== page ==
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News + PoliticsThe new supes districts: How you can weigh in

The new supes districts: How you can weigh in

Plus: The future of Amazon's SF distribution center—and why Newsom is all wrong about the state's surplus and gas prices. That's The Agenda for March 21-27

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The first draft of new lines for SF supervisorial districts got a lot of attention—mostly negative. But the Task Force is still working on the final lines, and a final version will be released early in April, and the Task Force will approve it shortly after.

Version Two was just released Friday, and you can find it here. It’s not a lot different from Version One.

This is the Task Force draft

So there’s not a lot of time—but there’s a chance for the public to weigh in Wednesday/23. The Task Force will discuss its overall mapping strategy and possible talk about moving some of the lines. You can find the agenda and instructions to call in here.

You can also find the Community Unity Alternative map here.

This is the Community Unity plan

Amazon has bought a plot of land at the foot of Potrero Hill and wants to put up a new distribution center. There’s a lot going on with this story, starting with the sale by Recology, which might involve ratepayer money.

It’s a site that at one point was supposed to be housing, 1,000 units. That, some neighbors said, would be a loss of a piece of land that’s zoned for production, distribution, and repair (PDR), which translates to blue-collar jobs.

And yes, an Amazon distribution center is a PDR use.

But it’s also a giant, anti-union corporation that has helped destroy plenty of small retail business, particularly bookstores, which used to be a favorite part of San Francisco streetscapes. Amazon brags that its jobs pay $15 an hour, which is $600 a week, which pays for exactly zero housing in San Francisco. And they treat many of their drivers as independent contractors with no benefits.

And unlike a lot of other PDR uses, this one would involve huge amounts of new car and truck traffic.

Some of the supes aren’t so sure this is the right use right now, and they want to slow down the process.

Walton told me that the legislation would apply to any delivery service, not just Amazon. But, he noted:

“When someone like Amazon comes into a community, we want to make sure the project is responsible. We want to be sure that they are respecting the community and the environment and labor. If they are not treating their workers right, their drivers right, then we want to seriously consider that.”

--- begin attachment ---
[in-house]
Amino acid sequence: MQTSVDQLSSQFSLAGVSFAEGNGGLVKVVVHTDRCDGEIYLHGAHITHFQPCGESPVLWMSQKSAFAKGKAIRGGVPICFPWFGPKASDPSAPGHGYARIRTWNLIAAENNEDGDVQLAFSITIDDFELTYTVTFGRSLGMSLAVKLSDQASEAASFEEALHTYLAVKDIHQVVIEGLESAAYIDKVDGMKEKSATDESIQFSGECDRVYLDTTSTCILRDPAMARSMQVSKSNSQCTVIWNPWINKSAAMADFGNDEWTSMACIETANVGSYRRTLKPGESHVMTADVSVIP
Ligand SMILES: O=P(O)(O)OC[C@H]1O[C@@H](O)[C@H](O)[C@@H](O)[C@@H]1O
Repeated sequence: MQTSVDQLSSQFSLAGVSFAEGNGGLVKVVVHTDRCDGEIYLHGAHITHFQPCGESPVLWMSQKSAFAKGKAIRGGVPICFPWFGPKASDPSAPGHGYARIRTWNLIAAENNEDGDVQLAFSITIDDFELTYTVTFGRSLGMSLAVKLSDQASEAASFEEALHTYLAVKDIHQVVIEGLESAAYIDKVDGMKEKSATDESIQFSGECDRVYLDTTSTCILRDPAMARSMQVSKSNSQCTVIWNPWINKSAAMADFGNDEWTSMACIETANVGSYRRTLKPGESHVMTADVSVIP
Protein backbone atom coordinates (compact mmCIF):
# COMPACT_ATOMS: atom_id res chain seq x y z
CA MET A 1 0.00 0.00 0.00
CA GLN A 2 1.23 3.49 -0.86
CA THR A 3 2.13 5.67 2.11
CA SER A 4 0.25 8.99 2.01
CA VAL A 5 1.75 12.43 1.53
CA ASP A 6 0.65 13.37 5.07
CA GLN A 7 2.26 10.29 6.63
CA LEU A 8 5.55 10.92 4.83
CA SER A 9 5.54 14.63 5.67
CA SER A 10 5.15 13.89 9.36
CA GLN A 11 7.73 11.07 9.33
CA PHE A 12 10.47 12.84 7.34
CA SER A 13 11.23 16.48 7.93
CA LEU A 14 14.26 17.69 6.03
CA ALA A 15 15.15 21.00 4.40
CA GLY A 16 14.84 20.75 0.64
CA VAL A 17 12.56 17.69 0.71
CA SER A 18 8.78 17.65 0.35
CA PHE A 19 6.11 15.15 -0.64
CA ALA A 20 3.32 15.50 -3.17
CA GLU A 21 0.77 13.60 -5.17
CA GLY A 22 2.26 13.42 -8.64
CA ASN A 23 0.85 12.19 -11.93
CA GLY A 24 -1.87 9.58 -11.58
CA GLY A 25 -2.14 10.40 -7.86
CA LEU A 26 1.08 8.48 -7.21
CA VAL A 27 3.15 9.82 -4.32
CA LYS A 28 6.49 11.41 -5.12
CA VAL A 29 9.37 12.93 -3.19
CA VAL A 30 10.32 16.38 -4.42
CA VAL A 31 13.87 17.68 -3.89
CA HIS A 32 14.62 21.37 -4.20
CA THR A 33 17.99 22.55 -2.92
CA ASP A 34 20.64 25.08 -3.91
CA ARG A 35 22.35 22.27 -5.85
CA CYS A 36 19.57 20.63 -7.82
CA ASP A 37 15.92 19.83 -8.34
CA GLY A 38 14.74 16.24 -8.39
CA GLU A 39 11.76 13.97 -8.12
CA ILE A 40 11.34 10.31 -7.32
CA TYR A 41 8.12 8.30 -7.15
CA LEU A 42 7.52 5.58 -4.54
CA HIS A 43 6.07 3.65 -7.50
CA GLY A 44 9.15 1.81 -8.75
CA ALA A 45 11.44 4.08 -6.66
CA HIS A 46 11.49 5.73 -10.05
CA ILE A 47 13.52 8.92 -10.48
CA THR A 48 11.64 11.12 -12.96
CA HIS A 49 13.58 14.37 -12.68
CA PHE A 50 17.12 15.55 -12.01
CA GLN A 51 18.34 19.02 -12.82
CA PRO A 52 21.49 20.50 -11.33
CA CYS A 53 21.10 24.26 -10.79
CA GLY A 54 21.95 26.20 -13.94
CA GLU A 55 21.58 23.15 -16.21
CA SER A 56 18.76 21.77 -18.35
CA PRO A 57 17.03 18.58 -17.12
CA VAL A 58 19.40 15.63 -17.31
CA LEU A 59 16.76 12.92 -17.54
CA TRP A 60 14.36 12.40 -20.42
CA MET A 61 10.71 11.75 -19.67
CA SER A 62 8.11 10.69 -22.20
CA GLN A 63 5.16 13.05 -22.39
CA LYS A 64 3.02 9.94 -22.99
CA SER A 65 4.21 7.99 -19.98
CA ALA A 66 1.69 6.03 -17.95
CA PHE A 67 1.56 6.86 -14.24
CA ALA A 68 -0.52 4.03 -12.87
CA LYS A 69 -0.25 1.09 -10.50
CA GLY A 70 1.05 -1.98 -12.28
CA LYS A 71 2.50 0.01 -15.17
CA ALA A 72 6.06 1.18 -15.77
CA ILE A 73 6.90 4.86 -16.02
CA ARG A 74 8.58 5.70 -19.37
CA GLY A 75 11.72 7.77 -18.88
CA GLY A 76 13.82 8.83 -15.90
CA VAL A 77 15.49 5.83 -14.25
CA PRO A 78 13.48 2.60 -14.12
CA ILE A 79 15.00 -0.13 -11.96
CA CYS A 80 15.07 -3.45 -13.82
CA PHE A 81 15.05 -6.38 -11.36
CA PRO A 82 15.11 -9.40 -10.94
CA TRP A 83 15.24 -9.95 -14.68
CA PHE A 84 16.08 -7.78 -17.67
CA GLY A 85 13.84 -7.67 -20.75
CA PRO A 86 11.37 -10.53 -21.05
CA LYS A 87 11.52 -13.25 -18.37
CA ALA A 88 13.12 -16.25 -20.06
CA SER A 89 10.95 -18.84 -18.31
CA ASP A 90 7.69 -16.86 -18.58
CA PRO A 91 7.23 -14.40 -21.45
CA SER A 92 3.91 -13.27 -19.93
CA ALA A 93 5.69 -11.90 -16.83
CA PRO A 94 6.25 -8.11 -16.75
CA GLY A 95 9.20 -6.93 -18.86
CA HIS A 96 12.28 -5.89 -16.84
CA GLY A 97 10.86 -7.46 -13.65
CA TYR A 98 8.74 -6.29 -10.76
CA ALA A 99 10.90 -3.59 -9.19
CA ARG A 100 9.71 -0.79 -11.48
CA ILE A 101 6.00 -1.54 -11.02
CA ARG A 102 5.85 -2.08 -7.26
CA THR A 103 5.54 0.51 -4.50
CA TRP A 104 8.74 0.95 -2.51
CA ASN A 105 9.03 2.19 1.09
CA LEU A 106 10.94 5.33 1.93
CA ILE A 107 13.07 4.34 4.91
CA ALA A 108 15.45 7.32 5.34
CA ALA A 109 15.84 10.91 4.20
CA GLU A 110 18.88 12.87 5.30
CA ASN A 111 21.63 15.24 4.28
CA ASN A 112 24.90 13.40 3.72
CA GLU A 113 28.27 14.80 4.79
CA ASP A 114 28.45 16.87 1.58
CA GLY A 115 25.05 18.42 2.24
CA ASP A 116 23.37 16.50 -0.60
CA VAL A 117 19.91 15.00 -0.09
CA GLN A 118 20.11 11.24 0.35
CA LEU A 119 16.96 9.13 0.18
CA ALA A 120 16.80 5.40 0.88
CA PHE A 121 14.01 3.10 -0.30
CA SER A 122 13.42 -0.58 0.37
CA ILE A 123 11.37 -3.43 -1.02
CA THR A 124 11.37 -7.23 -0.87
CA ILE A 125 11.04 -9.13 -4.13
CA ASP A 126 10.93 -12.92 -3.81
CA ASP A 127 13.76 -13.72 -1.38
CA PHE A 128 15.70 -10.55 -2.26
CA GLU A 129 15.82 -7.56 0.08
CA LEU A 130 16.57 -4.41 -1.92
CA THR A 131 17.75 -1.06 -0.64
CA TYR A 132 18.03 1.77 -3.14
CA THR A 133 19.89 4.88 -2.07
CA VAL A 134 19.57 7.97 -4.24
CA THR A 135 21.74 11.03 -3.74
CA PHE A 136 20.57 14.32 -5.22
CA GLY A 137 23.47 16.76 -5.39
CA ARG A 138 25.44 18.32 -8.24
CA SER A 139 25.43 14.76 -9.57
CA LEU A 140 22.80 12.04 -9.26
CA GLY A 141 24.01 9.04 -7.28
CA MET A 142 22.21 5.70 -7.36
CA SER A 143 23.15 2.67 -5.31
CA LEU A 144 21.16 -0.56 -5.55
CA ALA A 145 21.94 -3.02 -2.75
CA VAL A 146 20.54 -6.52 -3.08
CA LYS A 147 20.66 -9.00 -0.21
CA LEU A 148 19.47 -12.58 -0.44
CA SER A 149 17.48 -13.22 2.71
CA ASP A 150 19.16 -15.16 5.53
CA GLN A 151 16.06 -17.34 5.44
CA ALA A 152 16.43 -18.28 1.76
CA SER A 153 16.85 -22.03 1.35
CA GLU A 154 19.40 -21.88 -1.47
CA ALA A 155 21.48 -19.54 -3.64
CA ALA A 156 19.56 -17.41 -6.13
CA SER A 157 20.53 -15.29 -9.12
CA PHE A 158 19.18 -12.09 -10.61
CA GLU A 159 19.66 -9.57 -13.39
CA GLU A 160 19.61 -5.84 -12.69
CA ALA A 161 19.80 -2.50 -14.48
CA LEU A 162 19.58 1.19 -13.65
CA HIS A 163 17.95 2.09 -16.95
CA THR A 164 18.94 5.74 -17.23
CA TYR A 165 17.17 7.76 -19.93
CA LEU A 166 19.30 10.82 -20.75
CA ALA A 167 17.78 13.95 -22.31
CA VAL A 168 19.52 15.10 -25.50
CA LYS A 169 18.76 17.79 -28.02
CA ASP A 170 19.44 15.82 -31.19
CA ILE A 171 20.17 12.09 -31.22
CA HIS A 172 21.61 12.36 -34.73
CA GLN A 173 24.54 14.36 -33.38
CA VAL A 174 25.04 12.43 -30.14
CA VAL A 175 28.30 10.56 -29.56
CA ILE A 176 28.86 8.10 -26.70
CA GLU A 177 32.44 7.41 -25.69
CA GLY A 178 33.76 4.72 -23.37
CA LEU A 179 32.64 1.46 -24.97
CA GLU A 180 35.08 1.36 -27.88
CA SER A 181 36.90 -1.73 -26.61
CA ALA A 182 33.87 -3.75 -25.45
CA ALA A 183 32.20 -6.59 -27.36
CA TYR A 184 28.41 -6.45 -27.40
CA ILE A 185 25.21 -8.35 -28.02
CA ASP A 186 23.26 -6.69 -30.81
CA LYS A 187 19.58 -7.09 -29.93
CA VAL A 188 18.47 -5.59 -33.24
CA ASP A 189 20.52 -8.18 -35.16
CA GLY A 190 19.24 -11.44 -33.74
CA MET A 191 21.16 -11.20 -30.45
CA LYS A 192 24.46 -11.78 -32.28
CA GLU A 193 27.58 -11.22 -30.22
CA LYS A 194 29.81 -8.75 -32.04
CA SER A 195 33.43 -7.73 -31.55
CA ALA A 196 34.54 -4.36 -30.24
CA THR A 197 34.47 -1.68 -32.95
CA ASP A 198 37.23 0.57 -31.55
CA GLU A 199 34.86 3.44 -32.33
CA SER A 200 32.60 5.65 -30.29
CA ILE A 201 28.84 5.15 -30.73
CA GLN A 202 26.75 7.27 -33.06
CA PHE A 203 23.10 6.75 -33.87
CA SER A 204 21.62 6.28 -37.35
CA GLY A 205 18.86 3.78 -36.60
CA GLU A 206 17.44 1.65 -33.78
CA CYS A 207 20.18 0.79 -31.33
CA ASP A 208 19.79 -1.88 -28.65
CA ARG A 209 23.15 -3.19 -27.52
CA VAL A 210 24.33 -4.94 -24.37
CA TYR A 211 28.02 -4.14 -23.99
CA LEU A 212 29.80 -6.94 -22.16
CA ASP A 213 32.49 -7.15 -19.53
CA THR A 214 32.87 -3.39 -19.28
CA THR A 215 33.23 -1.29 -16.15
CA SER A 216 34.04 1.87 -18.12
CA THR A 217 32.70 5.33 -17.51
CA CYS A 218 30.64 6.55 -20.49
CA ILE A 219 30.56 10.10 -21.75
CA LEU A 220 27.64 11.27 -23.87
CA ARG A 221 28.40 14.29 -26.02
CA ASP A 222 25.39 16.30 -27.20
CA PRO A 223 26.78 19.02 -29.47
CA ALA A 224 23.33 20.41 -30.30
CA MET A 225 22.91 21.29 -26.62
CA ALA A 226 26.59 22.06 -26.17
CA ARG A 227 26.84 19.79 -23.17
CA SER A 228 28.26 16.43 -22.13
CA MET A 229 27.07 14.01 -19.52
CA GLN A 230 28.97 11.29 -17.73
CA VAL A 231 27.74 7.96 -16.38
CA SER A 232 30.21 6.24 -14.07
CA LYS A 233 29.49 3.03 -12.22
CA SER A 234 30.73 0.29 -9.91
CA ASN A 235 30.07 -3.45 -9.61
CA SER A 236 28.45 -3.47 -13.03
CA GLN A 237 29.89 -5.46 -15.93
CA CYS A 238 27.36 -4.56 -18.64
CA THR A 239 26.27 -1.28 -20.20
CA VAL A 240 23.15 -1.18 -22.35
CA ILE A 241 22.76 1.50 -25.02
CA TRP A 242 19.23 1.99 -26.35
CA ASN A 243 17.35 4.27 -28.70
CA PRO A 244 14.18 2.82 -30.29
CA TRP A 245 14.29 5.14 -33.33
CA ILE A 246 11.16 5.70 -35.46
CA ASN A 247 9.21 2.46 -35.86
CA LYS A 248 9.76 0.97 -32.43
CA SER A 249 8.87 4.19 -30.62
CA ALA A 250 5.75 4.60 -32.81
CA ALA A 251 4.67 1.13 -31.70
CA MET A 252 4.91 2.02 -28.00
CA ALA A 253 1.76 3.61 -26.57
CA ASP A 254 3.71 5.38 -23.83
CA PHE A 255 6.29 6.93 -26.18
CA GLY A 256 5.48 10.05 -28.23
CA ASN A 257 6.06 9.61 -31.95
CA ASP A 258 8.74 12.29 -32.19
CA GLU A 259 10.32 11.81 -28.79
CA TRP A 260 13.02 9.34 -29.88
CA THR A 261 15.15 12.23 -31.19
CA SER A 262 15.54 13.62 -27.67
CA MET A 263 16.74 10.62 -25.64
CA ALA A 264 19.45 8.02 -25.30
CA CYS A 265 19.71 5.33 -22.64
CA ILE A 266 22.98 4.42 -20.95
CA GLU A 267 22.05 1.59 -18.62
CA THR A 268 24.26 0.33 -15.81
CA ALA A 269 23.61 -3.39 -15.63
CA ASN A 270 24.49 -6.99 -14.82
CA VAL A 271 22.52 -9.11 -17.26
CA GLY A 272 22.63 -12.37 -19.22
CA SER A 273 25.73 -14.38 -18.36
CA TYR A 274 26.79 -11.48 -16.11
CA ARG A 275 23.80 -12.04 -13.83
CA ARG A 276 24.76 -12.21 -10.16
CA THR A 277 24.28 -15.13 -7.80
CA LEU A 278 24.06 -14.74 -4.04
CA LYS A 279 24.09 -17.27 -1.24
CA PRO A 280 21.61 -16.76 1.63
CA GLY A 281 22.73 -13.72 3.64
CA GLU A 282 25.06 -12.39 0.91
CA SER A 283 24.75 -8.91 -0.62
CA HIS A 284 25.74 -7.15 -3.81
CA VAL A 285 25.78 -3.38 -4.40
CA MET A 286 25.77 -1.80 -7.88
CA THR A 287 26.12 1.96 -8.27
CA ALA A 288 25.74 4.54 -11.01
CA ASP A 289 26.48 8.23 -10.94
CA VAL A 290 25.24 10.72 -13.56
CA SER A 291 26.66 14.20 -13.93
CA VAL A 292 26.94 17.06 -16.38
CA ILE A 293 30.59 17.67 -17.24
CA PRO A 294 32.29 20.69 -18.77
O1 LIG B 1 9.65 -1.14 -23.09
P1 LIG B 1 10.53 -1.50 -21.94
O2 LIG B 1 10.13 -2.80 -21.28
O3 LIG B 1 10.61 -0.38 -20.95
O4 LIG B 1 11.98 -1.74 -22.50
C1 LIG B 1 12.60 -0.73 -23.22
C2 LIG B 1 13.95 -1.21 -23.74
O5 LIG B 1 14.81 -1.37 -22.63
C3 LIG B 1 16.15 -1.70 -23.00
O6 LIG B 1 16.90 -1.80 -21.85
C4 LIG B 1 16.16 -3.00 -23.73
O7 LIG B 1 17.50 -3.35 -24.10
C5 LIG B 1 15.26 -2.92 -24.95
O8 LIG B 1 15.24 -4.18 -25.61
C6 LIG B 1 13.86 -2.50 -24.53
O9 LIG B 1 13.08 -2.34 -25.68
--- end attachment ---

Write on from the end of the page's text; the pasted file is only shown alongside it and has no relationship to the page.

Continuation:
The Land Use and Transportation Committee will hear Monday/21 a proposal for what amounts to an 18-month moratorium on new Parcel Delivery Service outlets. The measure, by Sups. Shamann Walton, Hillary Ronen, Dean Preston, and Connie Chan, would give the Planning Department the time to conduct a full study of the future of parcel delivery in SF (presumably the planners can also look at proposals for robot and drone deliveries).

Meanwhile, Amazon’s plans would be on hold.

That hearing begins at 1:30pm.

On another note: Gov. Gavin Newsom is talking about giving some of the state’s surplus back to the taxpayers to help cover the high cost of gas.

This is entirely the wrong approach to the state’s money.

Let’s look at some facts here. The average price of gas in this country, and even in California, is actually lower, adjusted for inflation, than it was when GW Bush was president. The price of oil is fluctuating a lot, and prices at the pump may come down anyway.

But most important, the pump shock isn’t primarily because of the war in the Ukraine, or because of California taxes and environmental laws. It’s because the big oil companies, which operate like a cartel and don’t really compete, are taking advantage of the situation to rake in huge profits.

Even as the price of a barrel of oil has fallen, by a lot, retail prices remain high.

Robert Reich has been talking about this for weeks. (He’s also explained why we are seeing such high inflation.) Even CNN has now figured it out.

There’s talk in Congress of a windfall profits tax—which used to be a common thing in this country in times of war. And let’s remember that California is the only oil-producing state in the US that doesn’t charge an oil-severance tax.

Meanwhile, just when it’s needed most, public transportation in California is in dire shape, with local bus and rail systems cutting back and struggling to regain customers after Covid. That might be a better place to put money than into subsidizing gas purchases.

More important, California today, with a $40 billion budget surplus, has two massive crises that can only be solved with large investments of public money: Education and housing.

Public education has been devastated by Covid, and desperately needs to be rebuilt. Homelessness and high housing costs are devastating major cities. If Newsom put $20 billion of that surplus into each, right now, it would have a dramatic, lasting impact.

You want lower gas prices? Tax the oil companies. You want better schools and an end to homelessness? For once, we have the money. Let’s not waste that opportunity.

48 Hills welcomes comments in the form of letters to the editor, which you can submit here. We also invite you to join the conversation on our FacebookTwitter, and Instagram

Tim Redmond
Tim Redmond has been a political and investigative reporter in San Francisco for more than 30 years. He spent much of that time as executive editor of the Bay Guardian. He is the founder of 48hills.

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